We left the busy, student-packed downtown area and headed to the disarmingly sweet, step-back-in-time village of Walpole, with a picturesque town green, white steeple church and pretty Colonial and Greek Revival homes. The LA Burdick chocolate and pastry shop and French-style bistro is also located here. But, we’d come to check out the Walpole Artisans Cooperative (52 Main St., Walpole, 603-756-3020, www.woodcollection.com/WalpoleArtisansCooperative.htm). The co-op is managed by 20 or so local artists who exhibit and sell their works, including fabrics, glass, woodworking, paintings, jewelry, and photos. We picked up a few small gifts, including a whimsical, hand-carved, hand-painted wooden back scratcher by artist Philip Morgan, shaped like a bird’s head. We also popped into the Cynthia-Reeves @ The Barn (28 Main St., Walpole, 603-756-4160, www.cynthia-reeves.com), located just down the street, for a look at contemporary artist Shen Chen’s abstract paintings (shown through Oct. 22). The small gallery hosts 12 or more curated exhibitions a year by established international artists.

Good Hot Fun. That’s what the chalkboard sign said in front of the Hot Glass Art Center (99 Main St., Marlborough, 603-876-9474, www.hotglassartcenter.com), our next stop. If we’d had the time, we might have created our own piece of glass. Instead, we watched a glassblower at work, and browsed the gallery with hand-blown pieces by local artists.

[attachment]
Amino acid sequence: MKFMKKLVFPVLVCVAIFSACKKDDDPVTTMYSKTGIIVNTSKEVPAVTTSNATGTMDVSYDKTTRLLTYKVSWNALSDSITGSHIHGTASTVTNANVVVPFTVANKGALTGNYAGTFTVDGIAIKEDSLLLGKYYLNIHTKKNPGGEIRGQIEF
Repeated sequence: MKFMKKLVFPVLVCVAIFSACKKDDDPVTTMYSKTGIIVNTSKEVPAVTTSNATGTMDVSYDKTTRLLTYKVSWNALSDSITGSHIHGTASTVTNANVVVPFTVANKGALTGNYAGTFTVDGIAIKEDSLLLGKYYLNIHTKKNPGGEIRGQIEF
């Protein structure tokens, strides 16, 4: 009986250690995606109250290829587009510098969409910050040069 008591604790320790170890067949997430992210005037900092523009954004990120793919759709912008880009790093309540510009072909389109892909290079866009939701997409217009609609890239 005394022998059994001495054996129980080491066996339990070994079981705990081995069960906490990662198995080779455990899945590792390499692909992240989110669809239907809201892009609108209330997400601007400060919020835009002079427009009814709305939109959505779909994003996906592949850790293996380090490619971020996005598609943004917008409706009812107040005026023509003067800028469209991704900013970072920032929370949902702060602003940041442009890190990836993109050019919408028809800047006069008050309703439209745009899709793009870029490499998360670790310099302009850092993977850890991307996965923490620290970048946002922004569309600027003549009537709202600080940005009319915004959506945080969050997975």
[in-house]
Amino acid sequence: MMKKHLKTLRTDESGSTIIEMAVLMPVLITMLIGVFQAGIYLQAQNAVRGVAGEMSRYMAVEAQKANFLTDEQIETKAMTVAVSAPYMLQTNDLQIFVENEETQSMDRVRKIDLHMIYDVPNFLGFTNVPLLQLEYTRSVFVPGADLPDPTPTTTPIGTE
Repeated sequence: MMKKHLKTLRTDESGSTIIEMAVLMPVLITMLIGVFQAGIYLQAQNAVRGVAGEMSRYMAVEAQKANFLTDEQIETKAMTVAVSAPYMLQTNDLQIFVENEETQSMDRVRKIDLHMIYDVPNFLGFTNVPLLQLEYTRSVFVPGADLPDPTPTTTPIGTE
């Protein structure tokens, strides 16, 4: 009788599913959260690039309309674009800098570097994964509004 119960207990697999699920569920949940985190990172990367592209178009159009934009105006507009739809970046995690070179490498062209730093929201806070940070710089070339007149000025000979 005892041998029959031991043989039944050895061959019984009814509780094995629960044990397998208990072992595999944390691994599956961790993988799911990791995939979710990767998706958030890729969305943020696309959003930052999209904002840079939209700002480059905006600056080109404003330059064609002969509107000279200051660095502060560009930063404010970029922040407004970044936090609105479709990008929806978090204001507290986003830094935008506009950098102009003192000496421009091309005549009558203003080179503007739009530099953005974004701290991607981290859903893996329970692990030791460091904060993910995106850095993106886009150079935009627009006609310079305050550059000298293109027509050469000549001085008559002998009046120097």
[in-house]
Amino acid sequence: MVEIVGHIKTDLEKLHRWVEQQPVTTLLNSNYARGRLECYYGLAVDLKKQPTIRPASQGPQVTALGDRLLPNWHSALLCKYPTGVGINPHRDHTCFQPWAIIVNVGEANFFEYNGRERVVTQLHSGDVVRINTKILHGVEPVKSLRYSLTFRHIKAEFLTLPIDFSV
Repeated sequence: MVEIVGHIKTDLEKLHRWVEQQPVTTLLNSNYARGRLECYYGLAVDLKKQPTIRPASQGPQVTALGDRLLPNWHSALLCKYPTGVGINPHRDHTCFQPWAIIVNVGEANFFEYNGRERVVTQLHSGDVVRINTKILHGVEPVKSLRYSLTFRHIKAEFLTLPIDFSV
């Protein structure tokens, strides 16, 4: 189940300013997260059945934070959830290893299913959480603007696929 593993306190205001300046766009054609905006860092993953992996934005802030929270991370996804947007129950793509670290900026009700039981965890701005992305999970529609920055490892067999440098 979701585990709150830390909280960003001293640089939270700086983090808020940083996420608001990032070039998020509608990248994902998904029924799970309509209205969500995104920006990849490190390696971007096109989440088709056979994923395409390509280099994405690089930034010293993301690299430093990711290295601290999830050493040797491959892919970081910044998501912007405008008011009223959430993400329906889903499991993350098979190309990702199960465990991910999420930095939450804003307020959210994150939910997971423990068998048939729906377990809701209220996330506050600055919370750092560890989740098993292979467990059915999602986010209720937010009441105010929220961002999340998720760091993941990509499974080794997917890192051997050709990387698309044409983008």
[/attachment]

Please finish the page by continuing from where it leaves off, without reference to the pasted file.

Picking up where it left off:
We traveled through Dublin, home to Yankee Magazine, down curvy country roads, straddling a series of lakes and ponds, through Harrisville and on to the tiny town of Hancock. Home for the night was the historic Hancock Inn (33 Main St., Hancock, 603-525-3318, www.hancockinn.com, rooms start at $159), the oldest inn in New Hampshire, with roots dating back to 1789. There’s a large, original Rufus Porter mural in one of the rooms and a Moses Eaton replica in another. (The artist’s homestead is located just down the street.) Art aside, any room here is comfy, furnished with lush linens and quality antiques, some with whirlpool baths and fireplaces. We grabbed drinks in the handsome Fox Tavern, with wood paneling and exposed ceiling beams. After breakfast at the inn the next morning (included in the rates), we stopped in Main Street Cheese (37 Main St., Hancock, 603-525-3300, www.mainstreetcheese.net) to purchase some of their artisan goat chevre. No one was around, but a sign instructed us to help ourselves, and leave the money on the table.